Many NEA member countries are facing problems with radiologically contaminated legacy sites and installations. There are many examples of how different legacy issues are managed in various countries, applying different approaches and standards. To address the need for more practical guidance on regulation of radiation protection at legacy sites the Committee on Radiological Protection and Public Health (CRPPH) agreed, during its 74th Meeting held in Paris in April 2016, to create the Expert Group on Legacy Management (EGLM).
The main objective of the EGLM is to promote a practical and optimised approach for the regulatory supervision of nuclear legacy sites and installations, taking into account the results of other NEA activities such as the Expert Group on Fukushima Waste Management and Decommissioning R&D (EGFWMD), the International Atomic Energy Agency (IAEA) Safety Fundamentals, the International Basic Safety Standards and the relevant IAEA guidance documents, the relevant existing and the new International Commission on Radiological Protection (ICRP) recommendations, as well as the experience of good practice at different types of legacy sites.
During the 4th Science and Values workshop, held in Russia, and again during the Norwegian Radiation Protection Authority (NRPA) workshop on Regulatory Supervision of Legacy Sites: from Recognition to Resolution, the issue of legacy site management was discussed. The following key points were raised:
There are many major legacy sites and installations of different kinds across NEA member countries. Many were created before, or arose outside, current recommendations and guidance on radiological protection (RP), or were the result of accidents or neglect.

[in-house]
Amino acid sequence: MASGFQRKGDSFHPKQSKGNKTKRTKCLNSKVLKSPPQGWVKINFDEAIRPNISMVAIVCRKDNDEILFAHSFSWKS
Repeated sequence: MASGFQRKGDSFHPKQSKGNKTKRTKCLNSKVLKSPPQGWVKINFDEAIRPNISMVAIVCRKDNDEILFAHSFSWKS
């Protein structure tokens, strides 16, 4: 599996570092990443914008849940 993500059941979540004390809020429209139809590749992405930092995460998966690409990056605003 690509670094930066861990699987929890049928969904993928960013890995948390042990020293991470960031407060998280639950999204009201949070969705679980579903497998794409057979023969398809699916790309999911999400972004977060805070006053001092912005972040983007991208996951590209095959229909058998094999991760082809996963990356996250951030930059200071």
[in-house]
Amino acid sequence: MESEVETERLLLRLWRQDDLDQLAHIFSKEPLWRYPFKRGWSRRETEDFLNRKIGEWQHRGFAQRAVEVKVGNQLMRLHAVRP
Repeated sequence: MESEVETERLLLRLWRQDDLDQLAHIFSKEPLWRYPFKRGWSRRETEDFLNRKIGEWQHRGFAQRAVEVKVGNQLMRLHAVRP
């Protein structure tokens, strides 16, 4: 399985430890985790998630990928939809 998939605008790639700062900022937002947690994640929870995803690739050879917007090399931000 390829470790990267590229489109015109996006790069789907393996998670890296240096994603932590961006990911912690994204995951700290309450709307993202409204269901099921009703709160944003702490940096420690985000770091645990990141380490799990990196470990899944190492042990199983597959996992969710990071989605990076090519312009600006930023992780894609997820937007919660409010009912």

Little or no guidance has been prepared at the international level, which addresses in an integrated manner the application of international recommendations and standards on disparate aspects of RP to legacy site and installation management.
Practical guidance addressing issues such as the following would be useful:
applying recommendations from existing and planned exposure scenarios applied to the same site; in particular, establishing criteria (e.g. dose limits, reference levels, activity levels for waste management, etc.) for the management of legacy site remediation activities;
developing communication strategies for outreach (e.g. to potentially affected populations living in the vicinity of legacy sites);
identifying RP standards needed to develop coherent and optimised approaches for regulatory oversight and site management (especially anything beyond IAEA GSR Part 7 and GSG-2).
Assist NEA member countries in deriving practical interpretation and application of generic radiation protection guidance to nuclear legacy site management and other existing exposure situations, and will develop or support the development of international guidance specific to the regulation of nuclear legacy sites.
Enhance safety and security culture as it applies to legacy sites and make transparent the application of the principle of optimisation in the context of the regulation of legacy sites.
Address specific situations at real sites within NEA member countries.
Support a holistic approach to all the risks, to which end it may be appropriate to include international organisations concerned with chemical and other risks, including other parts of the OECD, but also the UN Environment Programme and the World Health Organisation.
Consider risk management by developing a better understanding of the diverse types of radiation-induced risk to diverse groups of people on diverse temporal and spatial scales. The regulation process faces important challenges in accommodating these issues.